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Road Food, Grand Trunk-Style, In India, Pakistan

A street vendor fries <em>jalebi,</em> a treat made of batter and crystallized sugar that is popular in Pakistan, Afghanistan and India.
John Poole
A street vendor fries jalebi, a treat made of batter and crystallized sugar that is popular in Pakistan, Afghanistan and India.

We are standing at a crowded food stall. Giant woks are bubbling away on open stoves street-side, bringing oil to a boil in preparation for some deep-frying.

The foods arrayed in front of me are completely and utterly familiar to me. Namak pare, deep-fried strips of dough, a salty snack that is great with tea. There is the fierce bright orange of a renowned sweet -- jalebi -- the sweetness will hurt your teeth as much as the otherworldly color might hurt your eyes.

The next wok is preparing a childhood favorite of mine -- pakoras -- sliced vegetables battered and deep-fried. These are just the snack foods. In a row just behind, huge aluminum pots are cooking up the main course -- dal (lentils), chicken masala and a simmering vat of rice pulao.


I could be by any street food stall in India. In fact, I am near the farthest reaches of northwestern Pakistan, closer to Afghanistan than I am to India.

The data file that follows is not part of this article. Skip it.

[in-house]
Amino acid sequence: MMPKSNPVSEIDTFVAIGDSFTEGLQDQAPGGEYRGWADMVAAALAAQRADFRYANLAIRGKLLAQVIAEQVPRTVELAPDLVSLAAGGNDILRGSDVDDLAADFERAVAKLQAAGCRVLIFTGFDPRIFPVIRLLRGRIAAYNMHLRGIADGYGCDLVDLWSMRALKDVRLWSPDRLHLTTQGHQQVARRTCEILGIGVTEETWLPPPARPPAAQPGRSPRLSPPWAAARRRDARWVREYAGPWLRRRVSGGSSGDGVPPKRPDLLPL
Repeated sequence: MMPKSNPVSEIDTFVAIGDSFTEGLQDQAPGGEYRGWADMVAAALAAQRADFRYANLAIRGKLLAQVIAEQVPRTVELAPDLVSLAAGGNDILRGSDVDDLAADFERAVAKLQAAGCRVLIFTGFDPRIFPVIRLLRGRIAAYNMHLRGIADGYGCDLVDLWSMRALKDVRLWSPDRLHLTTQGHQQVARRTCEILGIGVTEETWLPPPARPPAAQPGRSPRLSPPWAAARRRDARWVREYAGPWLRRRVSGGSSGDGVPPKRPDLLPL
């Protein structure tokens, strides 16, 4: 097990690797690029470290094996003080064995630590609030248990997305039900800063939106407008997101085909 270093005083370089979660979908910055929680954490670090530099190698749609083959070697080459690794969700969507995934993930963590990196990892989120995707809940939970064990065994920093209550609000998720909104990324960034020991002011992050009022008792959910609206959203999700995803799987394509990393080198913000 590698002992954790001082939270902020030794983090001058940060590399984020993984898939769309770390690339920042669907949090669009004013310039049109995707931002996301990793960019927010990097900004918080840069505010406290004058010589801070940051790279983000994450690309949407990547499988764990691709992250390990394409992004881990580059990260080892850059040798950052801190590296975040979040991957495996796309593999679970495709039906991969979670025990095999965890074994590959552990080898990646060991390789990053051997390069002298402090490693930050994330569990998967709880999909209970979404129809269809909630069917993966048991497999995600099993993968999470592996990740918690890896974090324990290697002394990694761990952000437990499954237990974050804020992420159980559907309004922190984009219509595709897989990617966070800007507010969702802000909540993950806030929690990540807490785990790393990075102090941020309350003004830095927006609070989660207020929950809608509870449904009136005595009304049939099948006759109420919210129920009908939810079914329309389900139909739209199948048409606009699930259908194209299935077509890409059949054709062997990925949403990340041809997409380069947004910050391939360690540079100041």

I am also on the Grand Trunk Road. We have visited two countries along the road, India and Pakistan -- countries that are often described as tense rivals along a heavily fortified border, a flashpoint in international affairs.

But when it comes to food many of the differences seem to melt away. This road has facilitated commerce and the spread of multiple faiths across the subcontinent. Tastes and textures have also traveled and merged.

At the table, at least, you notice the similarities between the two countries, not the differences.


I am the child of Indians who lived through the bitterly violent creation of modern India and Pakistan in 1947. My parents were children when they were wrenched from their home in what is now Pakistan and joined the mass migration of Hindus east to a newly independent India. Their home state, Punjab, was divided between the two new nations.

Our journey along the Grand Trunk Road has taken us through Punjab in Pakistan. Here, I have encountered a place that is new and different, but at the same time not different at all.

The clothes and even the language are similar (our driver is pleasantly surprised that he and I practically speak the same language).

But for me, it is the food that demonstrates the extraordinary legacy of this centuries-old route. The physical barrier along this route is a modern creation of mapmakers and politicians.

But luckily for all of us, they forgot about the kitchen.

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